Science, mathematics and economics blended with indigenous arts and culture at UP Baguio’s Media Brunch held on August 22 at the UP Baguio Boardroom.
The UP Baguio Media Brunch was held to showcase some selected research projects that UP Baguio has undertaken through the Emerging Interdisciplinary Research (EIDR) Program and the Enhanced Creative Work Grant (ECWG). Three UP Baguio faculty-researchers presented the results of their research to members of the media, government information agencies, and higher education institutions in northern Luzon.
Dr. Analyn Salvador-Amores of the College of Social Sciences presented a multidisciplinary research on “Anthropological, Mathematical Symmetry and Technical Characterization of Cordillera Textiles” or the CordiText Project. The project documented and studied unique weaving techniques, forms and patterns of various indigenous communities to help preserve this aspect of indigenous culture. The project also designed scientific protocols to improve product quality of textiles from local indigenous materials and to help the efficiency of local weavers in the Cordillera regions. The team used tools from various disciplines, including anthropology, ergonomics, chemistry, materials science and ethnomathematics, to study this indigenous craft. Highlighted were distinctive mathematical symmetries found in Cordilleran garments and blankets, along with their cultural, religious and functional significance. Dr. Amores and her team hope to encourage greater appreciation of the creative artistry in traditional weaving, bring about product development, and rekindle interest in the craft among the Cordilleran youth.
Dr. Teodora D. Balongcod of the College of Science offered “A Glimpse of the Fire Mummies of Kabayan, Benguet, and the Role of Plants Associated with the Mummification Process”. The research focused on the now-extinct Cordilleran practice of mummifying dead bodies, which is done by applying herbal extracts and smoking the corpse, hence the term “fire mummies”. The research identified and studied the herbs used in the mummification process in order to test their antibacterial potential against selected bacteria. Four endemic herbs in particular were identified—bayabas (Psidium guajava L.), diwdiw or tibig [Ficus nota (Blanco) Merr.], patani (Phaseolus lunatus L.), and besudak (Embelia philippinensis A. DC); and the research found that these herbs can potentially serve as less toxic and more environment-friendly alternatives to formalin in the embalming process, as well as a source of more affordable drugs sourced from indigenous, endemic plants.
Finally, UP Baguio Vice-Chancellor for Academic Affairs Corazon L. Abansi, who is also a professor of economics in the Institute of Management, presented “Weaving Colors: A Value Chain Analysis for Tiger Grass in the Cordillera Highlands of Northern Philippines”, a project she and Dr. Bienvenido C. Marzan jointly undertook. The research focused on the walis tambo and the cases of three major tiger-grass producing and softbroom-weaving communities in La Union. The research showed that tiger grass could be a more lucrative source of livelihood if value was added in the products along the chain. This higher value could be achieved by coloring the tiger-grass panicles. By weaving and selling the colored softbrooms, which are softer, sturdier and prettier than the ordinary walis tambo, weavers were able to create a market segment that was more discriminating and which appreciated quality rather than quantity. This enabled them to expand their markets and increase their earning potential. It also boosted the work participation of women and children in particular, and rural employment in general.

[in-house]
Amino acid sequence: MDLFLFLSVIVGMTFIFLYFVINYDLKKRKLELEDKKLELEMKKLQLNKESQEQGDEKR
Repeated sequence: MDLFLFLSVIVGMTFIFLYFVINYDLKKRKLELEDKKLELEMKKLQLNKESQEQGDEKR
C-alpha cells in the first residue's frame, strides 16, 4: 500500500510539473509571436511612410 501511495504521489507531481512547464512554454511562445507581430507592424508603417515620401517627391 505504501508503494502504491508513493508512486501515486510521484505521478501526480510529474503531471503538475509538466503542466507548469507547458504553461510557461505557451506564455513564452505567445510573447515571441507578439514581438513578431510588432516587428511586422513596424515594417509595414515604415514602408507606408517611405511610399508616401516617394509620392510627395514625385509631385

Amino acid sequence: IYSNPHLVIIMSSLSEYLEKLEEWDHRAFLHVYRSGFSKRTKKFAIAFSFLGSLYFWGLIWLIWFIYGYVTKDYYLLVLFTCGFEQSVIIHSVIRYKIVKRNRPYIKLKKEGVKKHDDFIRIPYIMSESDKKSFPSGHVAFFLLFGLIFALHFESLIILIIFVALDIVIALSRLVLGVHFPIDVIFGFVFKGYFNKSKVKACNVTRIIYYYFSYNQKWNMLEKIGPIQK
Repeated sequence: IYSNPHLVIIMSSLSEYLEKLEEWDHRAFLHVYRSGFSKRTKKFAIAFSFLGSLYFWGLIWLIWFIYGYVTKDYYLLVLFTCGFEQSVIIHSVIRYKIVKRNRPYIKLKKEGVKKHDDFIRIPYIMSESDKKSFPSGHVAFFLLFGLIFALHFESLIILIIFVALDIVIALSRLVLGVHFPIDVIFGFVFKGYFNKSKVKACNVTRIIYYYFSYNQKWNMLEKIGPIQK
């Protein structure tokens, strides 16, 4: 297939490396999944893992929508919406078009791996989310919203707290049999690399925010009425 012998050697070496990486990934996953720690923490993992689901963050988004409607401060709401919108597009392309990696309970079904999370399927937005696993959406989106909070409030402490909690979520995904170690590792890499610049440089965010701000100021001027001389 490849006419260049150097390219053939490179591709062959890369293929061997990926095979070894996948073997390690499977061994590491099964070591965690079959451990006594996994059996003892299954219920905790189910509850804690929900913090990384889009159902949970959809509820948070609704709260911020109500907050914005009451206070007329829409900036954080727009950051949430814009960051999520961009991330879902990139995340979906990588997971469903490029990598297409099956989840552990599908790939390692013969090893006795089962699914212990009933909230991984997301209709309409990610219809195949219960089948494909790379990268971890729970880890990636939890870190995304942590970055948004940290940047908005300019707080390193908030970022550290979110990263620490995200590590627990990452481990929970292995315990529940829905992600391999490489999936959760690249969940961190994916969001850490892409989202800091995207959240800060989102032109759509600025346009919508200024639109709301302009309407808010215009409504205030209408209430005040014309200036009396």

The three UP Baguio research projects were supported by the UP EIDR program and the ECWG under the Office of the Vice-President for Academic Affairs, and the UP Baguio Office of the Vice-Chancellor for Research and Extension Program through the Cordillera Studies Center. All three showcased developments in Sustainability Science, Material Culture, and Natural Resource Economics, which are key components in Sustainable Environment and Resource Management.
UP Baguio Chancellor Raymundo Rovillos said that he welcomed this interchange between the faculty-researchers and the media, because as the national university, UP needed to go beyond knowledge dissemination only through teaching.
Speaking on behalf of UP President Danilo Concepcion, Vice-President for Public Affairs Jose Y. Dalisay emphasized the importance of media people translating and communicating what University academics and researchers did for everyone to understand.
The closing remarks were delivered by Dr. Elenia E. Pernia, dean of the UP Diliman College of Mass Communication and program leader of “Communicating Science and Technology Research and Development in UP (CoST-UP)”, which is another project funded by the EIDR Program. She gave a brief report of what CoST-UP has done through its media engagement component to help UP scientists engage with the media, to train the media in science journalism, to disseminate UP’s research, and to popularize science and technology among the wider public. (Celeste Llaneta, UP MPRO)